以下摘自The Go Programming Language

Two integers of the same type may be compared using the binary comparison operators below; the type of a comparison expression is a boolean.

== equal to
!= not equal to
< less than
<= less than or equal to
greater than
= greater than or equal to

In fact, all values of basic type—booleans, numbers, and strings—are comparable, meaning that two values of the same type may be compared using the == and != operators. Furthermore, integers, floating-point numbers, and strings are ordered by the comparison operators. The values of many other types are not comparable, and no other types are ordered.



以下摘自The Go Programming Language

There are also two types called just int and uint that are the natural or most efficient size for signed and unsigned integers on a particular platform; int is by far the most widely used numeric type. Both these types have the same size, either 32 or 64 bits, but one must not make assumptions about which; different compilers may make different choices even on identical hardware.

Finally, there is an unsigned integer type uintptr, whose width is not specified but is sufficient to hold all the bits of a pointer value. The uintptr type is used only for low-level programming, such as at the boundary of a Go program with a C library or an operating system.

Regardless of their size, int, uint, and uintptr are different types from their explicitly sized siblings. Thus int is not the same type as int32, even if the natural size of integers is 32 bits, and an explicit conversion is required to use an int value where an int32 is needed, and vice versa.


Although Go provides unsigned numbers and arithmetic, we tend to use the signed int form even for quantities that can’t be negative, such as the length of an array, though uint might seem a more obvious choice. Indeed, the built-in len function returns a signed int, as in this loop which announces prize medals in reverse order:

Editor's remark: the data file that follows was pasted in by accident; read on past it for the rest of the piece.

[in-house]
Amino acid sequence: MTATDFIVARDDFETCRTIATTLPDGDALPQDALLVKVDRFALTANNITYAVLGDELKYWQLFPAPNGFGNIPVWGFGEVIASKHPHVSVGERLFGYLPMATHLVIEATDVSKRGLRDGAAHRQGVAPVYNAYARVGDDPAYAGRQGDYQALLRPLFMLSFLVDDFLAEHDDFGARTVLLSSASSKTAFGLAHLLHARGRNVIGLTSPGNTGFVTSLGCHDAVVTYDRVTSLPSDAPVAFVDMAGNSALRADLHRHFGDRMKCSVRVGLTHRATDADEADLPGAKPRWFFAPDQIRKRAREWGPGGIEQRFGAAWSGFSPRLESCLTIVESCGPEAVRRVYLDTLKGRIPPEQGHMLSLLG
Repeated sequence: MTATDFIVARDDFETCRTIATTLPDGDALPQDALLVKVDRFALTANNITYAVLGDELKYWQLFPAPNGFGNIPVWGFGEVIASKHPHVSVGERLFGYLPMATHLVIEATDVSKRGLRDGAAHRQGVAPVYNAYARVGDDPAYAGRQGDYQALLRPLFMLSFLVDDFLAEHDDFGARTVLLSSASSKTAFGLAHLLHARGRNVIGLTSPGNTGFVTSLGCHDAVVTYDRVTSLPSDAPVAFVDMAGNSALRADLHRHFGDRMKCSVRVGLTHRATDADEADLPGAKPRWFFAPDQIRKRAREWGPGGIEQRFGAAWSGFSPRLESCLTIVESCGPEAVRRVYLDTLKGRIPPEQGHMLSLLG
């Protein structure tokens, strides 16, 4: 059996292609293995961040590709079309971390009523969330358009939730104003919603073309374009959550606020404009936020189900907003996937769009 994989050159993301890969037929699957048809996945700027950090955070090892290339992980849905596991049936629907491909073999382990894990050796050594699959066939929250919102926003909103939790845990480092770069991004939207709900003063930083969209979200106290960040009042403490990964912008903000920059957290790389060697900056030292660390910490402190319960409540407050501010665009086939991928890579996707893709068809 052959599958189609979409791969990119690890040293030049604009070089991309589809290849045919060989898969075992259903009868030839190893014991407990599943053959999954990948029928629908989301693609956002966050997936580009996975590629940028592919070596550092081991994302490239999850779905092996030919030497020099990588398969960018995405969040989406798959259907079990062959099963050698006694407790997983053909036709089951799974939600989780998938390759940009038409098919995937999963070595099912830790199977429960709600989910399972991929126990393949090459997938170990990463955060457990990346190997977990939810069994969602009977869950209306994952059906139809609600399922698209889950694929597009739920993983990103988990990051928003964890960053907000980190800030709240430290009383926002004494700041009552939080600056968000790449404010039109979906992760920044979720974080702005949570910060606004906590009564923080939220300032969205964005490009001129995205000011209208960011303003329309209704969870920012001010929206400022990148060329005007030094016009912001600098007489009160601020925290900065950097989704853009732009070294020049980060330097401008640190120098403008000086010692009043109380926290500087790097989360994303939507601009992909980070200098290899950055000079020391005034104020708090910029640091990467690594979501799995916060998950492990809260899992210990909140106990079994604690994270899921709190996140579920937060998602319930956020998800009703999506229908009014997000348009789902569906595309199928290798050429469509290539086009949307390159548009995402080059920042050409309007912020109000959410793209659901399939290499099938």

medals := []string{“gold”, “silver”, “bronze”}
for i := len(medals) – 1; i >= 0; i– {
fmt.Println(medals[i]) // “bronze”, “silver”, “gold”

The alternative would be calamitous. If len returned an unsigned number, then i too would be a uint, and the condition i >= 0 would always be true by definition. After the third iteration, in which i == 0, the i– statement would cause i to become not −1, but the maximum uint value, and the evaluation of medals[i] would fail at run time, or panic, by attempting to access an element outside the bounds of the slice.

For this reason, unsigned numbers tend to be used only when their bitwise operators or peculiar arithmetic operators are required, as when implementing bit sets, parsing binary file formats, or for hashing and cryptography. They are typically not used for merely non-negative quantities.




以下摘自The Go Programming Language

Go’s types fall into four categories: basic types, aggregate types, reference types, and interface types. Basic types, include numbers, strings, and booleans. Aggregate types—arrays and structs —form more complicated data types by combining values of several simpler ones. Reference types are a diverse group that includes pointers, slices, maps, functions, and channels, but what they have in common is that they all refer to program variables or state indirectly, so that the effect of an operation applied to one reference is observed by all copies of that reference.